The Sunset Grill mixes serious noise with its trendy bar food

April 10, 1992|By Elizabeth Large | Elizabeth Large,Restaurant Critic

The Sunset Grill, especially on a Friday night, is the restaurant equivalent of Metallica. We're talking serious noise here, folks.

But don't let that deter you. It's a bar that serves food, but it's more than a bar that serves food. And even if I did end up hoarse from yelling over the crowd noise and the music, I could appreciate the fact that the ingredients were fresh and almost everything was made on the premises.

The reason the Sunset Grill is so crowded isn't just because it's the hottest place to be (at least within a several-mile radius of the Loch Raven Plaza); it's also because of the kitchen. Instead of a hamburger and fries, it serves up the Sunset burger ($5.50), a half-pound of good ground beef, grilled pink and topped with sauteed mushrooms, crisp bacon and thick slices of melting Boursin-style cheese. Like all sandwiches at the Sunset Grill, the Sunset burger is accompanied by freshly made, tri-color pasta salad. Of course, you can get fries if you want them. With gravy even.

But for every down-home touch like that, there's a bearnaise on the chicken Chesapeake or artichokes in the seafood Alfredo. If you order a glass of wine, you don't get generic white, you get slightly less generic chardonnay or Chablis. A staggeringly big glass of it, I might add.

Still, the bar-type food and the "munchies" work best. Two of us couldn't make much of a dent in the nachos grande ($4.95), but it wasn't for lack of trying. The kitchen starts with a massive pile of tortilla chips, covers them with a fiery cheese sauce, sliced olives and jalapeno peppers, guacamole, and sour cream. Then it's finished off with salsa in case the customer isn't weeping from the heat already.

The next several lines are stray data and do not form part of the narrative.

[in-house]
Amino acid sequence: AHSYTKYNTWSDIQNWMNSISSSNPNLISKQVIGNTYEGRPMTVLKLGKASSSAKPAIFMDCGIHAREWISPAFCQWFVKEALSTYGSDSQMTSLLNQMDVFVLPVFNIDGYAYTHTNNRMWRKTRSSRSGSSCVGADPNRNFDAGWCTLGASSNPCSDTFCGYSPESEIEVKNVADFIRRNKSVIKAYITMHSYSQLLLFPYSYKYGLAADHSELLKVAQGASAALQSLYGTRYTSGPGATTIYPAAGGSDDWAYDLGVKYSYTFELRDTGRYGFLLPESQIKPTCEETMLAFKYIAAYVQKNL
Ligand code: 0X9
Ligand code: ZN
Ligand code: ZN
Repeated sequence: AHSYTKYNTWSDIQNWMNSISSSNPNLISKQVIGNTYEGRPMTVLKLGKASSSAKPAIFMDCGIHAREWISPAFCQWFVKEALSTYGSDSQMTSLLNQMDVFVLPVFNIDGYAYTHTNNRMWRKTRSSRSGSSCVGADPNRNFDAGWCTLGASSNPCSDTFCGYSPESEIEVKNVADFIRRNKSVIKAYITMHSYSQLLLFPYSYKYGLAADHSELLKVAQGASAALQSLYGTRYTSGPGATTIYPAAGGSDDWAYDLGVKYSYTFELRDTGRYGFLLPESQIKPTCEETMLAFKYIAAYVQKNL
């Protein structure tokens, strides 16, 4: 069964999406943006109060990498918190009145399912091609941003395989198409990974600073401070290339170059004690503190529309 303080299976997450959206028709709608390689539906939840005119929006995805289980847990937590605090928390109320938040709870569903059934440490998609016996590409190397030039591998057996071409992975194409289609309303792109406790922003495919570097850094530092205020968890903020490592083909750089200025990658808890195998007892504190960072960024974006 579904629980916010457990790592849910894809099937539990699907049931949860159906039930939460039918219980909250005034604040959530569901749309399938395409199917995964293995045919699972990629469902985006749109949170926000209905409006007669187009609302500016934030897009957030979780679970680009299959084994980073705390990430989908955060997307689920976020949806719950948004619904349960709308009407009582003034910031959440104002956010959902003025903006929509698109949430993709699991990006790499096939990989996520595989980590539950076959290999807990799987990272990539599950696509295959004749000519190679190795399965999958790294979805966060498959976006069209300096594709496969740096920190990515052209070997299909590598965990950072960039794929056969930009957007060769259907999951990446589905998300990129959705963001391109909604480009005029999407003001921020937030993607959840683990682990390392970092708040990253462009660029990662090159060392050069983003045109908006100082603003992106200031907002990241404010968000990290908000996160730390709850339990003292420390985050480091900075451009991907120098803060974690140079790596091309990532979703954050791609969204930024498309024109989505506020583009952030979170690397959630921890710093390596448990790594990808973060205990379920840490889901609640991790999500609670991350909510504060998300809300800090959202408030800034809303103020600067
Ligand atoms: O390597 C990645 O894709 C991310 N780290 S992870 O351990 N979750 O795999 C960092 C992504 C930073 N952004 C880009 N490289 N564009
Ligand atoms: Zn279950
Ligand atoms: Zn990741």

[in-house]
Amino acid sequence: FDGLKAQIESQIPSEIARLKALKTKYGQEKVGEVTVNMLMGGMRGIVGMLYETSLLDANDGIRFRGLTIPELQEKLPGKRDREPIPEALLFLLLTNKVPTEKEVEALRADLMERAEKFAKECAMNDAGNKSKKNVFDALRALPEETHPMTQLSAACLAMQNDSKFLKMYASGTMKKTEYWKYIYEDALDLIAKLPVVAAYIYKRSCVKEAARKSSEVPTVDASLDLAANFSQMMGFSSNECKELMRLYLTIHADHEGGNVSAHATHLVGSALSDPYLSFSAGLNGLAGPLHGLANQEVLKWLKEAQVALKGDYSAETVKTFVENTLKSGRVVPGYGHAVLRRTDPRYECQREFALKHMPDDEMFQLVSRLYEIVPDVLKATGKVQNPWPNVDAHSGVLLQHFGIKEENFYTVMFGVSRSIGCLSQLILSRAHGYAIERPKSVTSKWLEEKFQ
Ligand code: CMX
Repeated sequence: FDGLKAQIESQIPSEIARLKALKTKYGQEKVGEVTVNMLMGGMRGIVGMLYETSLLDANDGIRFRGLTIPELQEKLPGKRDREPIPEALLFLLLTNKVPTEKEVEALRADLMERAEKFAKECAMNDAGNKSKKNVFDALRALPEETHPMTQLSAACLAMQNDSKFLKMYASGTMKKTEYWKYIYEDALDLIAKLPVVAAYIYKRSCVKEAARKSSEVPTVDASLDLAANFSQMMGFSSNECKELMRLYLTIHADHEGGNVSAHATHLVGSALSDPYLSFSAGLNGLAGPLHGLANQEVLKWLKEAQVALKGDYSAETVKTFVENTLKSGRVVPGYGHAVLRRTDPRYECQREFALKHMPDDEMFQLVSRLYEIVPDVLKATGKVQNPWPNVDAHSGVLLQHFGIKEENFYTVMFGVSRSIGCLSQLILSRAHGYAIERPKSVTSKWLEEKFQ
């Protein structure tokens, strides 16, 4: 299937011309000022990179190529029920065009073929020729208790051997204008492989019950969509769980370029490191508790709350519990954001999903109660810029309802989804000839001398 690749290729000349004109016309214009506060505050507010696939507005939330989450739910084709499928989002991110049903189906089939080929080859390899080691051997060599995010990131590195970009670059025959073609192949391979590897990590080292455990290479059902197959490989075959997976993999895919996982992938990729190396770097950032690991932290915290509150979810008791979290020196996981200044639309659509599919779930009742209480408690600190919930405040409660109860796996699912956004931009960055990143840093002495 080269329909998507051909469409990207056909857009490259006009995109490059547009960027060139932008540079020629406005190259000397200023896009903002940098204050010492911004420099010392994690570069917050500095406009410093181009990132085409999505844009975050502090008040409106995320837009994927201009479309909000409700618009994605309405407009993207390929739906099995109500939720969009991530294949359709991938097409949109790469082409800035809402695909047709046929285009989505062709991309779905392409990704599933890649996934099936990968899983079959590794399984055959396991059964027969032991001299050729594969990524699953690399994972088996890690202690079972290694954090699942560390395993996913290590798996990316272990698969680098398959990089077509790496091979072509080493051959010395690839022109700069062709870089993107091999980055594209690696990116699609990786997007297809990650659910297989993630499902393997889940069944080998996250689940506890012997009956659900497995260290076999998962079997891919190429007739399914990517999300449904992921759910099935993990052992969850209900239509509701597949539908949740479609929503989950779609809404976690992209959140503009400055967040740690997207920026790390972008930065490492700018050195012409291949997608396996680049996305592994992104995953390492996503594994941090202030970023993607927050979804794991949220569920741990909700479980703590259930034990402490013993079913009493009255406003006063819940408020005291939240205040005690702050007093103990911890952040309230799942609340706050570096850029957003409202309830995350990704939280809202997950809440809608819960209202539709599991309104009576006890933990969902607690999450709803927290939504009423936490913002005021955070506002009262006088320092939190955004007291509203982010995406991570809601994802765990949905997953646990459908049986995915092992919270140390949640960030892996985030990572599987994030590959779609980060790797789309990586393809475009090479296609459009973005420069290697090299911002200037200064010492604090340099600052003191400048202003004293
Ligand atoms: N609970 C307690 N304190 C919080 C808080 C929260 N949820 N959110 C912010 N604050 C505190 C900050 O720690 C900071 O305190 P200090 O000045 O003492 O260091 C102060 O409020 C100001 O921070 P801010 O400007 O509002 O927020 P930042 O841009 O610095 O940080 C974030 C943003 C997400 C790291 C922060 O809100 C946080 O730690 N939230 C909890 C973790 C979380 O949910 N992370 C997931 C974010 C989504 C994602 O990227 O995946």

Potato skins ($3.95) with Cheddar and sour cream were hot and crunchy, with plenty of potato left on them. A house salad ($2.50), big enough for two to split, had a variety of fresh greens, tomatoes and raw mushrooms, plus a good house-made, blue cheese dressing.

Where the kitchen fell down a bit was on something more ambitious. The scampi ($12.95), one of several shrimp dishes on the menu, turned out to be an unattractive mass of pasta with an uninspired, garlic-flavored cream sauce and a few shrimp on top. The vegetable that came with it was a mix of fresh asparagus, carrots and almonds. Good idea, but the asparagus had been overcooked.

Desserts are baked by somebody's mother. (I couldn't hear whose, but at least I got the drift of what the waiter was saying.) We had chocolate cake so rich you couldn't tell where the icing ended and the cake began and a decent key lime pie.

Atmosphere? The Sunset Grill has plenty of it. It's Baltimore's idea of California, with lots of aqua and pink, white plastic furniture, fake palm trees and live philodendra. The staff wears splashy print shirts and Bermuda shorts and look like college kids who haven't been waiting tables long. But they remember complicated orders without writing them down, and manage to keep their cool in a totally frenetic setting.

Sunset Grill

Where: 825 Taylor Ave., Loch Raven Plaza.

Hours: Open every day 11 a.m. to 10 p.m. for food, bar open until 2 a.m.

Credit cards: AE, MC, V.

Features: American food.

Non-smoking section? No.

Call: (410) 828-4650

** 1/2

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